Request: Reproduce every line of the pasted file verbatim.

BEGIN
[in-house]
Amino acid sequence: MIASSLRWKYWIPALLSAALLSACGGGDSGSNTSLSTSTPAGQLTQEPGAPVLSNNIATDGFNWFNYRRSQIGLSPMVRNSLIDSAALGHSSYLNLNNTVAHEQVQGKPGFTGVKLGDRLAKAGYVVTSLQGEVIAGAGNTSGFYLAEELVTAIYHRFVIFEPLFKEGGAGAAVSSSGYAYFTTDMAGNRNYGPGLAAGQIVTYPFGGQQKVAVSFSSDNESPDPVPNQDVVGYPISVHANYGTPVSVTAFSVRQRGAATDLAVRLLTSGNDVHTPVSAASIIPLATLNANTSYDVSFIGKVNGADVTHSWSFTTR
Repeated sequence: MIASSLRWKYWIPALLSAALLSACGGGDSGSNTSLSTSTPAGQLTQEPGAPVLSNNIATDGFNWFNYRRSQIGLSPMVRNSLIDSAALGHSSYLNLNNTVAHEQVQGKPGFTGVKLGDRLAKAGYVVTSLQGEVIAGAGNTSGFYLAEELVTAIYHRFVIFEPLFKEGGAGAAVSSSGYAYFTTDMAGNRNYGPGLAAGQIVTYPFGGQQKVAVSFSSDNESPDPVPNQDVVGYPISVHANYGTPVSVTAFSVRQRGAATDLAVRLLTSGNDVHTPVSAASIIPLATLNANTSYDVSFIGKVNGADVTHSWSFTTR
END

[in-house]
Amino acid sequence: MIASSLRWKYWIPALLSAALLSACGGGDSGSNTSLSTSTPAGQLTQEPGAPVLSNNIATDGFNWFNYRRSQIGLSPMVRNSLIDSAALGHSSYLNLNNTVAHEQVQGKPGFTGVKLGDRLAKAGYVVTSLQGEVIAGAGNTSGFYLAEELVTAIYHRFVIFEPLFKEGGAGAAVSSSGYAYFTTDMAGNRNYGPGLAAGQIVTYPFGGQQKVAVSFSSDNESPDPVPNQDVVGYPISVHANYGTPVSVTAFSVRQRGAATDLAVRLLTSGNDVHTPVSAASIIPLATLNANTSYDVSFIGKVNGADVTHSWSFTTR
Repeated sequence: MIASSLRWKYWIPALLSAALLSACGGGDSGSNTSLSTSTPAGQLTQEPGAPVLSNNIATDGFNWFNYRRSQIGLSPMVRNSLIDSAALGHSSYLNLNNTVAHEQVQGKPGFTGVKLGDRLAKAGYVVTSLQGEVIAGAGNTSGFYLAEELVTAIYHRFVIFEPLFKEGGAGAAVSSSGYAYFTTDMAGNRNYGPGLAAGQIVTYPFGGQQKVAVSFSSDNESPDPVPNQDVVGYPISVHANYGTPVSVTAFSVRQRGAATDLAVRLLTSGNDVHTPVSAASIIPLATLNANTSYDVSFIGKVNGADVTHSWSFTTR